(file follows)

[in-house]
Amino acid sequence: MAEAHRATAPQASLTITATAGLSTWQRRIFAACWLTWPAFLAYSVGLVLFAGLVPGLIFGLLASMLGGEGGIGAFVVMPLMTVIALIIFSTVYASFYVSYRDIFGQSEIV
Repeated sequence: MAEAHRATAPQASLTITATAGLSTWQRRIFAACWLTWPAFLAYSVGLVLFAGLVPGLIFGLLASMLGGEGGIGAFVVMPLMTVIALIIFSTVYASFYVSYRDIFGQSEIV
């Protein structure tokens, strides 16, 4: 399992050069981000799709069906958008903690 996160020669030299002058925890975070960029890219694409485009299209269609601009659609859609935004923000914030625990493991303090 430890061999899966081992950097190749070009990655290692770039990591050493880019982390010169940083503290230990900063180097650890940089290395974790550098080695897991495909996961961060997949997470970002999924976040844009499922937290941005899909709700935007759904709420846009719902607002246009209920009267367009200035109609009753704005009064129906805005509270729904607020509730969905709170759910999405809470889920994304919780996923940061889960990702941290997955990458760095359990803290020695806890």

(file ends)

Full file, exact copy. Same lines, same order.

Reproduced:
[in-house]
Amino acid sequence: MAEAHRATAPQASLTITATAGLSTWQRRIFAACWLTWPAFLAYSVGLVLFAGLVPGLIFGLLASMLGGEGGIGAFVVMPLMTVIALIIFSTVYASFYVSYRDIFGQSEIV
Repeated sequence: MAEAHRATAPQASLTITATAGLSTWQRRIFAACWLTWPAFLAYSVGLVLFAGLVPGLIFGLLASMLGGEGGIGAFVVMPLMTVIALIIFSTVYASFYVSYRDIFGQSEIV
């Protein structure tokens, strides 16, 4: 399992050069981000799709069906958008903690 996160020669030299002058925890975070960029890219694409485009299209269609601009659609859609935004923000914030625990493991303090 430890061999899966081992950097190749070009990655290692770039990591050493880019982390010169940083503290230990900063180097650890940089290395974790550098080695897991495909996961961060997949997470970002999924976040844009499922937290941005899909709700935007759904709420846009719902607002246009209920009267367009200035109609009753704005009064129906805005509270729904607020509730969905709170759910999405809470889920994304919780996923940061889960990702941290997955990458760095359990803290020695806890």